Wednesday, November 07, 2007

Reading group: Disgrace by J Coetzee

A big crowd of us to discuss this Booker-winning novel about David Lurie, a Cape Town teacher of Romantic poetry whose affair with a student leads to his dismissal and who retreats to his daughter's smallholding where he and his daughter are subsequently raided and his daughter raped.

Hans, who had chosen the book, said he found the depiction of Lurie fascinating: it was hard to know whether to condemn him for his chauvinism or to admire him for his honesty and determination to stand up for his own insights against those who were intent, like the South African Truth and Reconciliation Commission, on making him apologize.

A long discussion followed - one of the longest we've ever had - in which we tackled this and tried to tease out the meanings of the novel. I said Lurie was a colonizer - as an academic (colonizing poetry, perpetuating the culture of an imperialist nation in South Africa), as a womanizer and as the seducer of his student (whom he feels he is raping when she passively submits to him). John agreed and said that everything in the novel was very highly patterned around this theme: as he 'rapes' his student, so his daughter is raped in turn (just as, as whites have 'raped' South Africa, they must be raped in turn). As at the very beginning there is an ambiguous contract between the apparent colonizer Lurie and the prostitute Soraya (each using the other), so by the end of the book there is an ambiguous contract between Lurie's daughter Lucy and the new landowner Petrus.

Jenny disagreed that this was the point about Lurie (but I've been so busy I can't remember now what she said the point was), and she said with a giggle that actually, having taught in universities in the seventies she didn't think Lurie was all that bad as a womanizer, which set us all off laughing pretty helplessly, and from that moment on the whole meeting kept swinging between hilarity and the seriousness to which the novel kept drawing us back.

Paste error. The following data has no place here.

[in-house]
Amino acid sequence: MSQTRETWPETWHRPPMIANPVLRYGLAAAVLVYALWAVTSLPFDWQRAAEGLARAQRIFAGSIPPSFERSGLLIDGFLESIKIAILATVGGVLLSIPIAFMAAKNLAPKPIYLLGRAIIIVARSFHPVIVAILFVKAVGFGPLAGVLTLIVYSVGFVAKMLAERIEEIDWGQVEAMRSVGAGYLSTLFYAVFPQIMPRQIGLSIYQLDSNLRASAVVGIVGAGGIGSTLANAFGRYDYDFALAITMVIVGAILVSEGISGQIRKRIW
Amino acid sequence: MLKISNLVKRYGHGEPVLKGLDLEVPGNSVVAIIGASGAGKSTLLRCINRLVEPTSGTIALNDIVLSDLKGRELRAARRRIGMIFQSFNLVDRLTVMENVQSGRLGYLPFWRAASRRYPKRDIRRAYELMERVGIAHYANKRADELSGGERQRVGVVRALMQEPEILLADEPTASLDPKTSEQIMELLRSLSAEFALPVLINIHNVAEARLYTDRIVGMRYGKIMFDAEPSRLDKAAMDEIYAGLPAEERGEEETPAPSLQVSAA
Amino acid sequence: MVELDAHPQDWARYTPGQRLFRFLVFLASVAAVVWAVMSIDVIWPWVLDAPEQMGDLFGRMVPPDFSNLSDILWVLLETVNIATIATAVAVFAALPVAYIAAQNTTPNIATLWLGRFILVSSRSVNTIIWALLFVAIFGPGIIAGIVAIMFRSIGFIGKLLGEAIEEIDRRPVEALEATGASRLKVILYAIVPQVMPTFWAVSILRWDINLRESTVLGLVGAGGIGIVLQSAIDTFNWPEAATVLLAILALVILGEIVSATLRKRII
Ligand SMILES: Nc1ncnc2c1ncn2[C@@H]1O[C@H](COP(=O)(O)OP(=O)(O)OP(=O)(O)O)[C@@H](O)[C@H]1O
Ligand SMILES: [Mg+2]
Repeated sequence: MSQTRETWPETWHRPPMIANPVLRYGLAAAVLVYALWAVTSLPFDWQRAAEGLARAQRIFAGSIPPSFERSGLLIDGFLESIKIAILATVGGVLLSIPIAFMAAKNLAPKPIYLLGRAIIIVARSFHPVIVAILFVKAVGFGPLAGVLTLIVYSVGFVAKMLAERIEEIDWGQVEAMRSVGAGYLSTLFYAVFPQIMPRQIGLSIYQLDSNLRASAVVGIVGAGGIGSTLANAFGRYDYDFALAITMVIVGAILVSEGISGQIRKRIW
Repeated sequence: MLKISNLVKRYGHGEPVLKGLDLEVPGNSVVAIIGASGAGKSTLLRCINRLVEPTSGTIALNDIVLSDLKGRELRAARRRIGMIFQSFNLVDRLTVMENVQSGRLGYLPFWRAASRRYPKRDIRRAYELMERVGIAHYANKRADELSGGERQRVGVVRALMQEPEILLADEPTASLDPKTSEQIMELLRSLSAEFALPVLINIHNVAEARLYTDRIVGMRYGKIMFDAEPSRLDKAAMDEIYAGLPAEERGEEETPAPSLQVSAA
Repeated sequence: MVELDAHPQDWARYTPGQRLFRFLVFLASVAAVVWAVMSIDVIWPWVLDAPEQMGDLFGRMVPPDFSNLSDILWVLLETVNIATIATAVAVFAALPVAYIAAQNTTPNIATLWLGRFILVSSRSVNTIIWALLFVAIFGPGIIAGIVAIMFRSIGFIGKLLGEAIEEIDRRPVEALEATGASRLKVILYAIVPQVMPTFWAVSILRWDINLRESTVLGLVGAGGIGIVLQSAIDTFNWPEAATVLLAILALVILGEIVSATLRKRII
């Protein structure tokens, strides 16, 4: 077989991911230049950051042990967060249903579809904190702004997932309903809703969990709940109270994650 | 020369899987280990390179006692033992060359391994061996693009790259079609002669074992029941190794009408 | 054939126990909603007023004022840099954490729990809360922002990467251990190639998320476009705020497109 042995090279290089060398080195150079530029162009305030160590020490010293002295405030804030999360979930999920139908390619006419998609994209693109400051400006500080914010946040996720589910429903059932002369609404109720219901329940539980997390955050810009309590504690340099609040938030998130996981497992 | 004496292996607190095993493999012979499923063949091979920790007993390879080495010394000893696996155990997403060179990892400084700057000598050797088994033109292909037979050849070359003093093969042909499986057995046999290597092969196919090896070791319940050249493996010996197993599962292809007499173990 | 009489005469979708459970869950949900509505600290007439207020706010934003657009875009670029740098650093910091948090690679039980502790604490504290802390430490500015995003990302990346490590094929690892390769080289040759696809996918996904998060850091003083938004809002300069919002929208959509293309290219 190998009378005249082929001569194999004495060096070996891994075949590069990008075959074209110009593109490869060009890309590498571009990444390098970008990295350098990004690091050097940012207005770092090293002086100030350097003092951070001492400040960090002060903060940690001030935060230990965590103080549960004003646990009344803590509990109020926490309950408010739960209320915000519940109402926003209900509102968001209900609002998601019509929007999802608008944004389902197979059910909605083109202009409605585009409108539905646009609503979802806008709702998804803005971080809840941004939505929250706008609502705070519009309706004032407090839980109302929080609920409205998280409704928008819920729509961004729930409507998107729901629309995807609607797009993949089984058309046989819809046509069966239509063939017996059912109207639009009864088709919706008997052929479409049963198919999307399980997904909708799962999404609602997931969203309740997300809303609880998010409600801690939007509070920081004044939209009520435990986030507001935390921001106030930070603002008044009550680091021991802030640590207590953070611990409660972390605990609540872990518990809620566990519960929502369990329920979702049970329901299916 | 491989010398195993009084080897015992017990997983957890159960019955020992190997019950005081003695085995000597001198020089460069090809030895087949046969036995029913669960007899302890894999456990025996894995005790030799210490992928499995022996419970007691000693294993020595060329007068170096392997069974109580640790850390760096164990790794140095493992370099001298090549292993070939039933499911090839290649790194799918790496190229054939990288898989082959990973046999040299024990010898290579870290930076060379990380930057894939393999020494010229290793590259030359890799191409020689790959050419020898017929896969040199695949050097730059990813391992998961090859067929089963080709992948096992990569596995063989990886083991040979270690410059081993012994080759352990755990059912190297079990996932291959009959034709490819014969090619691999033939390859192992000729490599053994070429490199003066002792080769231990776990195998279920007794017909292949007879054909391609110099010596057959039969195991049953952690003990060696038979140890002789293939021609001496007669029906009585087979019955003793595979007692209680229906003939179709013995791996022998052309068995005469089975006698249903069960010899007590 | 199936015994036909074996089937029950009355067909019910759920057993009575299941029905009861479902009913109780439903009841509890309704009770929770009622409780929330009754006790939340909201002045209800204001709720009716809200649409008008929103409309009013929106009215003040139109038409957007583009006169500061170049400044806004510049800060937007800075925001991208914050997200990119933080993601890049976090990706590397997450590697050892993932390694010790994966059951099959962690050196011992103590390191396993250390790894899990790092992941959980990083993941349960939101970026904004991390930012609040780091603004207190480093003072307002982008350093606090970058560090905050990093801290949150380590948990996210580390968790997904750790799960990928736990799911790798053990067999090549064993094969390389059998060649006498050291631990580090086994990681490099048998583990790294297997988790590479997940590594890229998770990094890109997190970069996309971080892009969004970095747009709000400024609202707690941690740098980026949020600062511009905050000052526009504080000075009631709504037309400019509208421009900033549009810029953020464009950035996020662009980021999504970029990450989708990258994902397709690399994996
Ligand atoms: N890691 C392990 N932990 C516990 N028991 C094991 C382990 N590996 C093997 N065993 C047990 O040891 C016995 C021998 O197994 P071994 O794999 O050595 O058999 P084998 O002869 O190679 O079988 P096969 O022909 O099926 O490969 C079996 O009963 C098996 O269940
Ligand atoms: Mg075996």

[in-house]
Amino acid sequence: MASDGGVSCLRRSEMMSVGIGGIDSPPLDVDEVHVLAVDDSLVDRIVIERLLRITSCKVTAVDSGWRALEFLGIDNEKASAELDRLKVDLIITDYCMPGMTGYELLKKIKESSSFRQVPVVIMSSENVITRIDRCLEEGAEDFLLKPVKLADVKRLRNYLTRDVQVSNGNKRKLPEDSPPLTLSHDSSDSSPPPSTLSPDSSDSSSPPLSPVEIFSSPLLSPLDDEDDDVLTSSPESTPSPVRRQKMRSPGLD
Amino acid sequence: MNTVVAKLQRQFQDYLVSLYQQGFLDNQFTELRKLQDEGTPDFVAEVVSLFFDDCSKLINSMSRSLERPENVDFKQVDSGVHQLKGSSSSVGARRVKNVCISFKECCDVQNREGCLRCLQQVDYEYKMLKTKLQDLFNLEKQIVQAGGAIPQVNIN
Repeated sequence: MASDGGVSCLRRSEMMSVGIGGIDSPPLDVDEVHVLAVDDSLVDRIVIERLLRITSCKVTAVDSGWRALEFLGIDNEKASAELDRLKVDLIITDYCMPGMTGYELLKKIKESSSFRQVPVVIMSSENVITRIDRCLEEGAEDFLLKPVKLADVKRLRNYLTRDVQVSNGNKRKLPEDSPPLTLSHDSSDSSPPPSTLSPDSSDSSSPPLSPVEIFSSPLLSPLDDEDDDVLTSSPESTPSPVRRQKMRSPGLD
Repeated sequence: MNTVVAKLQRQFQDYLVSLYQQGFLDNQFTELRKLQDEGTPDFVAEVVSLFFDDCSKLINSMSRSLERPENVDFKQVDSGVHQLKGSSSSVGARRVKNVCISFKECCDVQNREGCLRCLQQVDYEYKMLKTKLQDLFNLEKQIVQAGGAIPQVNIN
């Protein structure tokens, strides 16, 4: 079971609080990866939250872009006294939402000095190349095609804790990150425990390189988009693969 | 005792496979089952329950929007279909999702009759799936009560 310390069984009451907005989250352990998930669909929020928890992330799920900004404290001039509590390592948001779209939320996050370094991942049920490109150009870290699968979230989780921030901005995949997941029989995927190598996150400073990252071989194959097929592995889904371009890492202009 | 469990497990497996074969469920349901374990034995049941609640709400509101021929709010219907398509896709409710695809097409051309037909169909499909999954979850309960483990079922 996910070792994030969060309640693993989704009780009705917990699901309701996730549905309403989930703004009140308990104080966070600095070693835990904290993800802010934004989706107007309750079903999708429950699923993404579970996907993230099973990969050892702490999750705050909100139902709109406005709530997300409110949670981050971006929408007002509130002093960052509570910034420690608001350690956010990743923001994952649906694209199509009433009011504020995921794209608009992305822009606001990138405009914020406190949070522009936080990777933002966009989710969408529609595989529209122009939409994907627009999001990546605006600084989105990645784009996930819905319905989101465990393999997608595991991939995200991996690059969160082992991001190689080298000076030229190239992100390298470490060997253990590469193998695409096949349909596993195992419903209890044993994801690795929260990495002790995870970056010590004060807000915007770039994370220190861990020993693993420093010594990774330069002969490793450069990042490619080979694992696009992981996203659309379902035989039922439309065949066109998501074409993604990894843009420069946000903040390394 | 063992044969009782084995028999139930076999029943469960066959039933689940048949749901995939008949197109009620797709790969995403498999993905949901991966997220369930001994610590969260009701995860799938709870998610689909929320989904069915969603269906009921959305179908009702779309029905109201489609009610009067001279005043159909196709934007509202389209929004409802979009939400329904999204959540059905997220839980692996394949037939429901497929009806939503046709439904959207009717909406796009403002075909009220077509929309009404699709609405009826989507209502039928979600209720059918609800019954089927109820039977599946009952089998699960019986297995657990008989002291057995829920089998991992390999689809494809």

John said he was interested in the passivity which kept being enacted in the novel - the sexual passivity of the student and Lucy's passivity as she gives in to the consequences of her rape and to the new landowning order. It's this passivity in Lucy which Lurie can't stand, but which makes her the realist, and, as someone suggested, his (colonizer's) inability to accept it makes him redundant and leaves him only the option of retreat from this society.

In fact, he returns to the smallholding, but the ending, turning on the dog theme running through the book, and thus the whole book, Doug and I found utterly bleak.

I said I thought the book was too patterned: I didn't find at all psychologically convincing the episode in which Lurie visits the parents of the girl he seduced (which Hans suggested was a development of the covert Truth and Reconciliation theme), and especially their response, and most people agreed.

Finally Clare said it was odd that Lucy's rape, which was the really vivid (and horrifying) part of the book, and the episode which finally pulled her into it, was the one thing we hadn't discussed. I said that I thought that was because it was the only incident in the book which was entirely unambiguous, everything thing else being morally complex and shaded.

Doug, Clare, Jenny and Trevor said they thought the book fantastic, but Ann said that while she had appreciated the themes and patterns she had never become fully engaged.

Goodness knows how, but from the book we then got onto the subject of boils, and the fact that people don't seem to have boils as they used to, which we thought was due to better diet, and then people compared boil experiences and remembered how painful boils could be and said how horrible it must have been to have a boil on the bum, and Jenny said she did.

So by the time Ann offered her choice of two books for next time we were far gone in hilarity and when she held up two whoppers, we shrieked, How on earth could we choose (since we tend to go for the shortest)?, and people compared the authors' photos and made rude comments and considered turning down the one who looked snooty and in the end we chose the book which went with Jenny's jumper, a kind of brick orange.

Our archived discussions can be found here, and a list of all the books we have discussed here.

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